(Jul-30-2011, 06:50 AM (UTC))Farseer Wrote: [ -> ]When Amber first showed Paragon the Rooster Crown, and asked his permission if she could keep it, Paragon only noted it as being 'wood'. Why was this? Surely he knew that it was actually wizardwood (as we later had confirmed for us in TM). It's not like he didn't know what wizardwood looked like. Smiling
Of course, by only saying 'wood', it did leave it up in the air a little, I guess, until Lord Golden produced it again in Fool's Errand. A bit like Paragon also noting that it was decorated with 'chickens'?

I haven't re-read that bit yet, but it sounds like a typical Paragon reply! Trying to keep his secrets again?
Hah the chickens thing reminds me of Althea seeing the Khuprus crest and describing it as looking like 'a chicken wearing a hat' Clapping

(Jul-20-2010, 06:00 AM (UTC))Farseer Wrote: [ -> ]Ah, my favourite of all 'things' in the Realm of the Elderlings books - the Rooster Crown.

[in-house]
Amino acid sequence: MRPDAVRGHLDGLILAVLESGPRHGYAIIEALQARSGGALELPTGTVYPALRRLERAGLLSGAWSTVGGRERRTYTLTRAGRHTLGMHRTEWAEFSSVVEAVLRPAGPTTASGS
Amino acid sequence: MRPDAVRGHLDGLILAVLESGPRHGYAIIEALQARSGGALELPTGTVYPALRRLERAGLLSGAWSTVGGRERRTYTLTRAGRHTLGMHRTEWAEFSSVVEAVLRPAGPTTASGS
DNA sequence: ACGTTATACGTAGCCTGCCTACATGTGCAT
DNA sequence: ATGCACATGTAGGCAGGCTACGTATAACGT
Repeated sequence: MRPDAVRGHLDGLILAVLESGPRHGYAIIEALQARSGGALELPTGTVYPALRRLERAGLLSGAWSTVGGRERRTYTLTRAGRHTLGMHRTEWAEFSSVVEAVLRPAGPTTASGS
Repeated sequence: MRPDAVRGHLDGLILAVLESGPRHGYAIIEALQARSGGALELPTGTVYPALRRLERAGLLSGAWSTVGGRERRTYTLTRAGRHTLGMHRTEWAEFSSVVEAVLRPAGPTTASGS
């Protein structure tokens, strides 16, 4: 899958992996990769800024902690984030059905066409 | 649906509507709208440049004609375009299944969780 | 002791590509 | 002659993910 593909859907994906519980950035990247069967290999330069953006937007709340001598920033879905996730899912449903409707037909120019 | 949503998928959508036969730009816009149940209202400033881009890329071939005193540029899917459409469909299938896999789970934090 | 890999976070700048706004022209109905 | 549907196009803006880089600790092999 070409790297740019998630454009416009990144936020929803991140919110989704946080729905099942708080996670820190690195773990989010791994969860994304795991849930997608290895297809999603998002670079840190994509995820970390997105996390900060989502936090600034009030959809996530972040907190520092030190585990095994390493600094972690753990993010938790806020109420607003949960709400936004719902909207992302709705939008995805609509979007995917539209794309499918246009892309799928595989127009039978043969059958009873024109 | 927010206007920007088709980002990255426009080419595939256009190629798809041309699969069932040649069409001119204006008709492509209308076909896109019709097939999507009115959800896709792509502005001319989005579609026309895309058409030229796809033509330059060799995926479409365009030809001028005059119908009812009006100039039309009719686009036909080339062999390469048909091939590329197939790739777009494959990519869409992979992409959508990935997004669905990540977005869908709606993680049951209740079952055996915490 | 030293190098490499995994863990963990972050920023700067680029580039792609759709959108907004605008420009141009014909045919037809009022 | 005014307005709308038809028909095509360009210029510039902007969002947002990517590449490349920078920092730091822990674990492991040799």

I have lots to throw at you but I'm going to start out small and toward the end rather than the beginning! To set the scene, Fitz and Fool are near the market plaza beyond the Mountain Kingdom. Fitz has the completed crown in his hands and Fool is dead beside him...

"For a moment, my eyes lingered on the softened carvings of roosters' heads that ringed the crown....Tiny gems still winked in two of the carved eyes; the others were blank and empty."

We know that within the crown, there were five minstrels - a freckled girl/young woman, a bull-throated man, a toothless crone, a young man and a calm, husky-voiced woman. The gems can't represent them or else five gems would wink, wouldn't they, and not just two?